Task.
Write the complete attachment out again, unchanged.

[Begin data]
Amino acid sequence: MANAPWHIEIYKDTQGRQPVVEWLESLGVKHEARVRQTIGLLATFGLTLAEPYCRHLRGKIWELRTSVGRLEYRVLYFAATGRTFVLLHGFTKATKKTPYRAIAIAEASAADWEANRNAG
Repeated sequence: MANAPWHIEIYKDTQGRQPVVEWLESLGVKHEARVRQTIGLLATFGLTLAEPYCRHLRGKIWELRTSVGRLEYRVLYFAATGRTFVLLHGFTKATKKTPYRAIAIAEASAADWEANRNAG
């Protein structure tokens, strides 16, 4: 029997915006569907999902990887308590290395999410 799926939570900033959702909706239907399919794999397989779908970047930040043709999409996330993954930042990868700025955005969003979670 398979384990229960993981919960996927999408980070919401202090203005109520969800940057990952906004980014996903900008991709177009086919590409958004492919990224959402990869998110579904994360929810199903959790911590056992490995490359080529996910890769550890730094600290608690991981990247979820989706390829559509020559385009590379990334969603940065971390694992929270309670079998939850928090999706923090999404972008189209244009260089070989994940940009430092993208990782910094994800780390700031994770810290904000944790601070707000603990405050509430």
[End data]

Amino acid sequence: MANAPWHIEIYKDTQGRQPVVEWLESLGVKHEARVRQTIGLLATFGLTLAEPYCRHLRGKIWELRTSVGRLEYRVLYFAATGRTFVLLHGFTKATKKTPYRAIAIAEASAADWEANRNAG
Repeated sequence: MANAPWHIEIYKDTQGRQPVVEWLESLGVKHEARVRQTIGLLATFGLTLAEPYCRHLRGKIWELRTSVGRLEYRVLYFAATGRTFVLLHGFTKATKKTPYRAIAIAEASAADWEANRNAG
């Protein structure tokens, strides 16, 4: 029997915006569907999902990887308590290395999410 799926939570900033959702909706239907399919794999397989779908970047930040043709999409996330993954930042990868700025955005969003979670 398979384990229960993981919960996927999408980070919401202090203005109520969800940057990952906004980014996903900008991709177009086919590409958004492919990224959402990869998110579904994360929810199903959790911590056992490995490359080529996910890769550890730094600290608690991981990247979820989706390829559509020559385009590379990334969603940065971390694992929270309670079998939850928090999706923090999404972008189209244009260089070989994940940009430092993208990782910094994800780390700031994770810290904000944790601070707000603990405050509430």